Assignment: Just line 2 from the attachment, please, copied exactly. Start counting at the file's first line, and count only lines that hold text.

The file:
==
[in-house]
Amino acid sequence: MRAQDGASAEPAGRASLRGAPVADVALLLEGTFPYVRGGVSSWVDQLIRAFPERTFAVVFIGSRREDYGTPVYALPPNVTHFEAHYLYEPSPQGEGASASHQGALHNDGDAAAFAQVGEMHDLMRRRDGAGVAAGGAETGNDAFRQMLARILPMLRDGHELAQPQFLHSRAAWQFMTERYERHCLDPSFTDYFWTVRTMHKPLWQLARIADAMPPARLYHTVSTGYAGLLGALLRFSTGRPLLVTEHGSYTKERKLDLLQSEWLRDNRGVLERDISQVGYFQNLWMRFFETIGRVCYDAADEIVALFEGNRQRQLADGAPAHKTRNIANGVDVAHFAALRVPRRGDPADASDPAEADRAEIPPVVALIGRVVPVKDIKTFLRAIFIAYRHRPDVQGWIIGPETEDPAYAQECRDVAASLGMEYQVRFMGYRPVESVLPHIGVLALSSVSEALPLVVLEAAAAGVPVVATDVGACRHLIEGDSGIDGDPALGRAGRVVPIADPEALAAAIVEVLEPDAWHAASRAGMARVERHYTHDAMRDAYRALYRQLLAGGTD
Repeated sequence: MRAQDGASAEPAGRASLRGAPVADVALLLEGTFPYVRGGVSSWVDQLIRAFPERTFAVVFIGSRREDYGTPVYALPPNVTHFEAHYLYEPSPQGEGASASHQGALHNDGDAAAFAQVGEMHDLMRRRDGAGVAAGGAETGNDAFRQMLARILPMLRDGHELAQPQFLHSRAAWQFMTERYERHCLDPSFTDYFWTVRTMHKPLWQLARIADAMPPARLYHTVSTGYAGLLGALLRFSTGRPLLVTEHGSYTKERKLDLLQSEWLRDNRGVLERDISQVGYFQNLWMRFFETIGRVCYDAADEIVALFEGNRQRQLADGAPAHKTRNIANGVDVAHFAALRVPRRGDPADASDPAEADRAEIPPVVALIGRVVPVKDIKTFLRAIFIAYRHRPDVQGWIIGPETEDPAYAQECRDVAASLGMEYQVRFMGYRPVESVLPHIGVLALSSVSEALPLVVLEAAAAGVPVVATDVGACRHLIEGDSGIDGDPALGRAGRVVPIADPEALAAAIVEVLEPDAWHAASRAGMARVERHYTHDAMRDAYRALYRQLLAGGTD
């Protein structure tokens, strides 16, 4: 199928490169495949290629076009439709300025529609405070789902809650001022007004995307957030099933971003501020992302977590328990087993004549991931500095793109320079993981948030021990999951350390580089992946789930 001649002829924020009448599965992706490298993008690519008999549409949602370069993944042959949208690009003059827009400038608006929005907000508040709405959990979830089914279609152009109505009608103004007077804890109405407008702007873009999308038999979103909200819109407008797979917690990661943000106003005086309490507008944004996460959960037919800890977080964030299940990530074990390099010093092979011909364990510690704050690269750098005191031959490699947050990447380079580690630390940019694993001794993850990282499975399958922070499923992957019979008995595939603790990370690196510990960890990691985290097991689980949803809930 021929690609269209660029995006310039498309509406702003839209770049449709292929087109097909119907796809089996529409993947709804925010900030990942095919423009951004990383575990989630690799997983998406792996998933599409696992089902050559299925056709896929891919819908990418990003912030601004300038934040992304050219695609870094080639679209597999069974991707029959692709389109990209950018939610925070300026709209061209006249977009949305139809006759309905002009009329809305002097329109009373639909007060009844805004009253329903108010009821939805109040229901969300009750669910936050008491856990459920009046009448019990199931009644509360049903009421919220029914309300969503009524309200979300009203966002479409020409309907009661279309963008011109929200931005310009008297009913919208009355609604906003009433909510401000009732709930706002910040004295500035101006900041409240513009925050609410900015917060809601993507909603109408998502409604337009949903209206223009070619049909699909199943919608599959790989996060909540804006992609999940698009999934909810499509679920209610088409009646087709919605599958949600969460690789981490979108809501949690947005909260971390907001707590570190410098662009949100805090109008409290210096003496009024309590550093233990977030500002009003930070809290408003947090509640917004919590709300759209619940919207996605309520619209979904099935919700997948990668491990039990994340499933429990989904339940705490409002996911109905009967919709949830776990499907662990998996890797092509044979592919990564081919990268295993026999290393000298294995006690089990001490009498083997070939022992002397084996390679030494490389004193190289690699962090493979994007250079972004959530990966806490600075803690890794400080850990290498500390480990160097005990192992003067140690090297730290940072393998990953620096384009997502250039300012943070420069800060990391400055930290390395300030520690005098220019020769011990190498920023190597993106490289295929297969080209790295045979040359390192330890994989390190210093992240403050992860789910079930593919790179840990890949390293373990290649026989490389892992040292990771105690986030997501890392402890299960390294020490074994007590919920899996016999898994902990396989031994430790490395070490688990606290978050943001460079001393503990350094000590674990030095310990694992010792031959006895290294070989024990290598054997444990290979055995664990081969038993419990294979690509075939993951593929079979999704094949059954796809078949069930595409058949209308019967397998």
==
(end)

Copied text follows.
Amino acid sequence: MRAQDGASAEPAGRASLRGAPVADVALLLEGTFPYVRGGVSSWVDQLIRAFPERTFAVVFIGSRREDYGTPVYALPPNVTHFEAHYLYEPSPQGEGASASHQGALHNDGDAAAFAQVGEMHDLMRRRDGAGVAAGGAETGNDAFRQMLARILPMLRDGHELAQPQFLHSRAAWQFMTERYERHCLDPSFTDYFWTVRTMHKPLWQLARIADAMPPARLYHTVSTGYAGLLGALLRFSTGRPLLVTEHGSYTKERKLDLLQSEWLRDNRGVLERDISQVGYFQNLWMRFFETIGRVCYDAADEIVALFEGNRQRQLADGAPAHKTRNIANGVDVAHFAALRVPRRGDPADASDPAEADRAEIPPVVALIGRVVPVKDIKTFLRAIFIAYRHRPDVQGWIIGPETEDPAYAQECRDVAASLGMEYQVRFMGYRPVESVLPHIGVLALSSVSEALPLVVLEAAAAGVPVVATDVGACRHLIEGDSGIDGDPALGRAGRVVPIADPEALAAAIVEVLEPDAWHAASRAGMARVERHYTHDAMRDAYRALYRQLLAGGTD